www.nationalgeographic.com 12th November 2010
The National Geographic’s Center for Sustainable Destinations has published its annual “Destinations Rated” scorecard, which rates the world’s beaches. ‘To create the ratings, the center convened an independent panel of 340 experts in fields from historic preservation and sustainable tourism to travel writing and archaeology. The panel was asked to score 99 coastal hot spots around the world, using categories such as “top rated,” “doing well,” “in the balance,” “facing trouble,” and “bottom rated.” As in previous years, the panel based its decisions on six criteria: environmental and ecological quality, social and cultural integrity, condition of historic buildings and archaeological sites, aesthetic appeal, quality of tourism management, and outlook for the future. The results appear in the November/December 2010 issue of National Geographic Traveler magazine.’
A few of the entries can be found below. For the rest, please visit the National Geographic website.
www.nationlageographic.com 8th November 2010
A species of lizard that has been on sale in Vietnamese restaurants “for time on end” according to locals is actually an unrecorded species. Leiolepis ngovantrii was discovered by Ngo Van Tri of the Vietnam Academy of Science and Technology in a restaurant in Ba Ria-Vung Tau Province. In noting all the reptiles were very similar, he photographed the specimens and sent them to a colleague of his herpetologist L. Lee Grismer of La Sierra University in Riverside, California, to study. It was revealed that the Leiolepis ngovantrii is actually an all female species that spontaneously ovulates, therefore reproducing via cloning and without the need of males. It has been suggested that the genetic oddity that allows the lizards to clone themselves is a result of a merging of two separate strands of DNA from related lizard species. The maternal and paternal lines therefore merge in a hybrid, usually in transition zones of the two habitats frequented by the two lines. For example, the new lizard’s home, the Binh Chau-Phuoc Buu Nature Reserve, sits between scrub woodland and coastal sand dunes. As the Leiolepis ngovantrii’s DNA is only passed down through the female line, only the maternal species has been identified: L. guttata. Although the new species does not seem rare in its habitat, some academics suggest cloning has a negative impact on a species in the long-term as it reduces gene diversity. Single gender species of lizard are not rare though: 1% of known lizard species reproduce by self-cloning (parthenogenesis).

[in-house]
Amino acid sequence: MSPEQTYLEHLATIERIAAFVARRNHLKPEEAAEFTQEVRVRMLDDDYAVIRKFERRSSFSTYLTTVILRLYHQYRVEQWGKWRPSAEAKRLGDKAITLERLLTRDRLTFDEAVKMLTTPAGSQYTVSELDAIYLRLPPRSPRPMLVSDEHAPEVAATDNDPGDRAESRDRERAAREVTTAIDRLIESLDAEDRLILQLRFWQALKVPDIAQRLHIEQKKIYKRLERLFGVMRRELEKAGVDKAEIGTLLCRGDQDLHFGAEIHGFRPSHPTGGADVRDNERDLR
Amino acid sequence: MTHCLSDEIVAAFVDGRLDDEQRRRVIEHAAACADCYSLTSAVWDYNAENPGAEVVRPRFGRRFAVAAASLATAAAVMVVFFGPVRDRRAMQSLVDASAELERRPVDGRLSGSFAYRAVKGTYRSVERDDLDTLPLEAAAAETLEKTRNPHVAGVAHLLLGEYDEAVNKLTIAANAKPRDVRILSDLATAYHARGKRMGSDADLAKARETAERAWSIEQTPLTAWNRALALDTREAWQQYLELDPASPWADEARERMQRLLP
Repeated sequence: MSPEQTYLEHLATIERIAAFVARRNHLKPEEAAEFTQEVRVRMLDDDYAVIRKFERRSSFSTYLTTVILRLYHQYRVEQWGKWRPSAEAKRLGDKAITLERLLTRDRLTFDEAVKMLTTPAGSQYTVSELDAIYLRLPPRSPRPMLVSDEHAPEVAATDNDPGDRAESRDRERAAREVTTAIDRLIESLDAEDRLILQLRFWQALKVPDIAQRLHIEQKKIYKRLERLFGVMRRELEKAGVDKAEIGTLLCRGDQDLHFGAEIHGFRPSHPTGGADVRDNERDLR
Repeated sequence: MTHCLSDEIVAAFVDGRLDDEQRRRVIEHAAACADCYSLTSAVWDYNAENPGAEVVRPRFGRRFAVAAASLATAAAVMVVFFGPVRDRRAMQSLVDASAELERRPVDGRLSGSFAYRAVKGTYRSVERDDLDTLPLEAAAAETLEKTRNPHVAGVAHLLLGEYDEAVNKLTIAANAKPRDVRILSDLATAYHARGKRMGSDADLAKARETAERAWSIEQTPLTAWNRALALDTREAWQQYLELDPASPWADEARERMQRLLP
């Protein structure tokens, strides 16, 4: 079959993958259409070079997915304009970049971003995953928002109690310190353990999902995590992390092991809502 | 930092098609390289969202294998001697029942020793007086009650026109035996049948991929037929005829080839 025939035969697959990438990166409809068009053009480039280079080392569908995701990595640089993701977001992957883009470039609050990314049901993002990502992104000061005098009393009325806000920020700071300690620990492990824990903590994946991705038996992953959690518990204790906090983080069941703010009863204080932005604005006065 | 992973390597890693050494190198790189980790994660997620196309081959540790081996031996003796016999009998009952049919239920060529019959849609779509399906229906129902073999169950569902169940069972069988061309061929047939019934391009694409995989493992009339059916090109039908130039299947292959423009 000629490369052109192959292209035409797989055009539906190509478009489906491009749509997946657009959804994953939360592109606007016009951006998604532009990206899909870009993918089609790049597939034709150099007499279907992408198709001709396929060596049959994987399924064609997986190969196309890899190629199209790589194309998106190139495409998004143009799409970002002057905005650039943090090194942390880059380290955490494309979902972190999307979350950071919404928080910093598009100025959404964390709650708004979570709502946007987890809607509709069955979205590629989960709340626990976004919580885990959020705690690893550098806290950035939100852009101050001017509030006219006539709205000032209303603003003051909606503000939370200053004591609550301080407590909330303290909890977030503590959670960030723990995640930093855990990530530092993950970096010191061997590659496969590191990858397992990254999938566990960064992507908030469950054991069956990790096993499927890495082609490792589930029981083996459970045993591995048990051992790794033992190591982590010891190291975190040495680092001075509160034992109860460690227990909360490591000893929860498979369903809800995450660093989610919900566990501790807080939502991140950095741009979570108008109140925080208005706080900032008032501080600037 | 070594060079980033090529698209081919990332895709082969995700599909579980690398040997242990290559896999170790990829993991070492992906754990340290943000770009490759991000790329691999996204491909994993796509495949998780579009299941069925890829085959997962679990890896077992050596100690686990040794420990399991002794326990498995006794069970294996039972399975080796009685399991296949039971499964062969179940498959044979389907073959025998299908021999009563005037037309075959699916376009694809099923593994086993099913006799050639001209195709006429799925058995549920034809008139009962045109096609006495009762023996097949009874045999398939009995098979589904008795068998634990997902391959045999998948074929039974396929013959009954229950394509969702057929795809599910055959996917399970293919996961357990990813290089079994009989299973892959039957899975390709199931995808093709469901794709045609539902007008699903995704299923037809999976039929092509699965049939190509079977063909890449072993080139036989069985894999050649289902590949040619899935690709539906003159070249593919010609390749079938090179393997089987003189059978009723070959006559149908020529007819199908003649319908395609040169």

www.bbc.co.uk 25th October 2010
Quoted from source:
‘BP has said it will sell its interests in four Gulf of Mexico oil fields to Japan’s Marubeni as part of its moves to pay for the oil spill there. The deal, which is subject to regulatory approval, is expected to raise $650m (£413m). BP is in the process of selling assets worth up to $30bn to meet clean-up and compensation costs. Last week, the company announced it would sell business interests in Vietnam and Venezuela for $1.8bn. BP has owned the assets in the four fields for less than a year. It bought them from Devon Energy alongside other assets in the Gulf of Mexico, Brazil and Azerbaijan. Andy Hopwood, a BP executive, said: “When BP acquired Devon’s Gulf of Mexico assets, it was clear that these four fields did not fit well with the rest of our business in the region.” A company statement added that BP’s other interests in the Gulf of Mexico would not be affected by the sale – which is expected to be completed in early 2011 – and that the company remained both the largest producer of oil and gas in the region as well as being the largest holder of leases. BP’s Deepwater Horizon rig exploded on 20 April, killing 11 workers, and ultimately leaking an estimated 4.9 million barrels of oil into the Gulf. The well was finally permanently sealed on 19 September. The total bill for compensating victims currently stands at about $11.2bn (£7bn).’